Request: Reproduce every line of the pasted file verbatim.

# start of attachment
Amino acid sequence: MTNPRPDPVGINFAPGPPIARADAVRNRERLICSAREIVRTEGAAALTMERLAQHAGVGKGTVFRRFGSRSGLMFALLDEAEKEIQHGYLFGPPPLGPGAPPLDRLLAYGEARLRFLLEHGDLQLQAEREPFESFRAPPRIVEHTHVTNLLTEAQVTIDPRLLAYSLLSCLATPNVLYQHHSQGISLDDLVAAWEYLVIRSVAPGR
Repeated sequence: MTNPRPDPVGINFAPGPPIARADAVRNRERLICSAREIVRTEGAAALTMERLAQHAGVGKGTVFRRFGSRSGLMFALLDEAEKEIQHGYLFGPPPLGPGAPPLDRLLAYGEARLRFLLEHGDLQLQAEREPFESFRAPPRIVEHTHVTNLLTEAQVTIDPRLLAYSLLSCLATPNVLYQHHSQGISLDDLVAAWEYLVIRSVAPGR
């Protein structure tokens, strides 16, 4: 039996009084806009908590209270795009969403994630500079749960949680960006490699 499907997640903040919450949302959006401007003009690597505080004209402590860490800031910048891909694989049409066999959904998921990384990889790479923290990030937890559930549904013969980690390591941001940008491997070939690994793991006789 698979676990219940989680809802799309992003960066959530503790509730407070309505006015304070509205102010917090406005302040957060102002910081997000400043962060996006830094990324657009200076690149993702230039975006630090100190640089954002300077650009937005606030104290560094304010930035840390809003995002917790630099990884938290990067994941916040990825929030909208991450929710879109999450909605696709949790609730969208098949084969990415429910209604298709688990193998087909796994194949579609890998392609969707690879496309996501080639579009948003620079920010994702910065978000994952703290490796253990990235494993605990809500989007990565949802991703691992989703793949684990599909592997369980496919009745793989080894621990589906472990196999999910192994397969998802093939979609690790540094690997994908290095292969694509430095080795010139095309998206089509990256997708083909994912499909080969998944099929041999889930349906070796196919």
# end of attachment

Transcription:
Amino acid sequence: MTNPRPDPVGINFAPGPPIARADAVRNRERLICSAREIVRTEGAAALTMERLAQHAGVGKGTVFRRFGSRSGLMFALLDEAEKEIQHGYLFGPPPLGPGAPPLDRLLAYGEARLRFLLEHGDLQLQAEREPFESFRAPPRIVEHTHVTNLLTEAQVTIDPRLLAYSLLSCLATPNVLYQHHSQGISLDDLVAAWEYLVIRSVAPGR
Repeated sequence: MTNPRPDPVGINFAPGPPIARADAVRNRERLICSAREIVRTEGAAALTMERLAQHAGVGKGTVFRRFGSRSGLMFALLDEAEKEIQHGYLFGPPPLGPGAPPLDRLLAYGEARLRFLLEHGDLQLQAEREPFESFRAPPRIVEHTHVTNLLTEAQVTIDPRLLAYSLLSCLATPNVLYQHHSQGISLDDLVAAWEYLVIRSVAPGR
């Protein structure tokens, strides 16, 4: 039996009084806009908590209270795009969403994630500079749960949680960006490699 499907997640903040919450949302959006401007003009690597505080004209402590860490800031910048891909694989049409066999959904998921990384990889790479923290990030937890559930549904013969980690390591941001940008491997070939690994793991006789 698979676990219940989680809802799309992003960066959530503790509730407070309505006015304070509205102010917090406005302040957060102002910081997000400043962060996006830094990324657009200076690149993702230039975006630090100190640089954002300077650009937005606030104290560094304010930035840390809003995002917790630099990884938290990067994941916040990825929030909208991450929710879109999450909605696709949790609730969208098949084969990415429910209604298709688990193998087909796994194949579609890998392609969707690879496309996501080639579009948003620079920010994702910065978000994952703290490796253990990235494993605990809500989007990565949802991703691992989703793949684990599909592997369980496919009745793989080894621990589906472990196999999910192994397969998802093939979609690790540094690997994908290095292969694509430095080795010139095309998206089509990256997708083909994912499909080969998944099929041999889930349906070796196919």